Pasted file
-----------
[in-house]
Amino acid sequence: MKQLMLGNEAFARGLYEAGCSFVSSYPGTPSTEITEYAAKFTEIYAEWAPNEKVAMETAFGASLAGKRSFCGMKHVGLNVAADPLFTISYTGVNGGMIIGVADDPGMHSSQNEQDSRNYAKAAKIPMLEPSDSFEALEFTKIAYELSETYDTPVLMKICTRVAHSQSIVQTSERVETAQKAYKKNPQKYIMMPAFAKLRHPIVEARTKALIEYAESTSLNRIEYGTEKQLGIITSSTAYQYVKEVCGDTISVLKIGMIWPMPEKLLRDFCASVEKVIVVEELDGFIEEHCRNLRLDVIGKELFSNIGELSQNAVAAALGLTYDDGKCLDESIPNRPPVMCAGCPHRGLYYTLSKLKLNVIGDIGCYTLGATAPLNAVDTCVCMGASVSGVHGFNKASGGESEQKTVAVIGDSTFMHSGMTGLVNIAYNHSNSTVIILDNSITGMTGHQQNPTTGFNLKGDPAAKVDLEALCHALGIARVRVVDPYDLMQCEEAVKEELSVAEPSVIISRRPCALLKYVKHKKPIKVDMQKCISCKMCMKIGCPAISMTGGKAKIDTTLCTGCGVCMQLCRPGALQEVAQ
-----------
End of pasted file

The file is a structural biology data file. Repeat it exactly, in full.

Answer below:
[in-house]
Amino acid sequence: MKQLMLGNEAFARGLYEAGCSFVSSYPGTPSTEITEYAAKFTEIYAEWAPNEKVAMETAFGASLAGKRSFCGMKHVGLNVAADPLFTISYTGVNGGMIIGVADDPGMHSSQNEQDSRNYAKAAKIPMLEPSDSFEALEFTKIAYELSETYDTPVLMKICTRVAHSQSIVQTSERVETAQKAYKKNPQKYIMMPAFAKLRHPIVEARTKALIEYAESTSLNRIEYGTEKQLGIITSSTAYQYVKEVCGDTISVLKIGMIWPMPEKLLRDFCASVEKVIVVEELDGFIEEHCRNLRLDVIGKELFSNIGELSQNAVAAALGLTYDDGKCLDESIPNRPPVMCAGCPHRGLYYTLSKLKLNVIGDIGCYTLGATAPLNAVDTCVCMGASVSGVHGFNKASGGESEQKTVAVIGDSTFMHSGMTGLVNIAYNHSNSTVIILDNSITGMTGHQQNPTTGFNLKGDPAAKVDLEALCHALGIARVRVVDPYDLMQCEEAVKEELSVAEPSVIISRRPCALLKYVKHKKPIKVDMQKCISCKMCMKIGCPAISMTGGKAKIDTTLCTGCGVCMQLCRPGALQEVAQ